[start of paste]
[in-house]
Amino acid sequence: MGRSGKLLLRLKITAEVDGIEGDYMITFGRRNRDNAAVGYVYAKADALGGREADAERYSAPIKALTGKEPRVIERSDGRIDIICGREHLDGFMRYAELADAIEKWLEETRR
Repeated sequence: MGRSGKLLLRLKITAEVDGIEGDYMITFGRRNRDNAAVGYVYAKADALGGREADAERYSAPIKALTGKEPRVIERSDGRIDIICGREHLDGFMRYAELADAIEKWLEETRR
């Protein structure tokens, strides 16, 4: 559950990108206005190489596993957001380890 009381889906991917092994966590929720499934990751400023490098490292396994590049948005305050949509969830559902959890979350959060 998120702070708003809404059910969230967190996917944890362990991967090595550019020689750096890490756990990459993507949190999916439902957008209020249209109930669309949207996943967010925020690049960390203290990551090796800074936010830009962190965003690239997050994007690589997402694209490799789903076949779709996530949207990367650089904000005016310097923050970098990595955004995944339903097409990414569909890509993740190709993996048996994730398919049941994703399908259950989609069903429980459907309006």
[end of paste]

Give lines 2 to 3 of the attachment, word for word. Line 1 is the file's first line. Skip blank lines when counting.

Amino acid sequence: MGRSGKLLLRLKITAEVDGIEGDYMITFGRRNRDNAAVGYVYAKADALGGREADAERYSAPIKALTGKEPRVIERSDGRIDIICGREHLDGFMRYAELADAIEKWLEETRR
Repeated sequence: MGRSGKLLLRLKITAEVDGIEGDYMITFGRRNRDNAAVGYVYAKADALGGREADAERYSAPIKALTGKEPRVIERSDGRIDIICGREHLDGFMRYAELADAIEKWLEETRR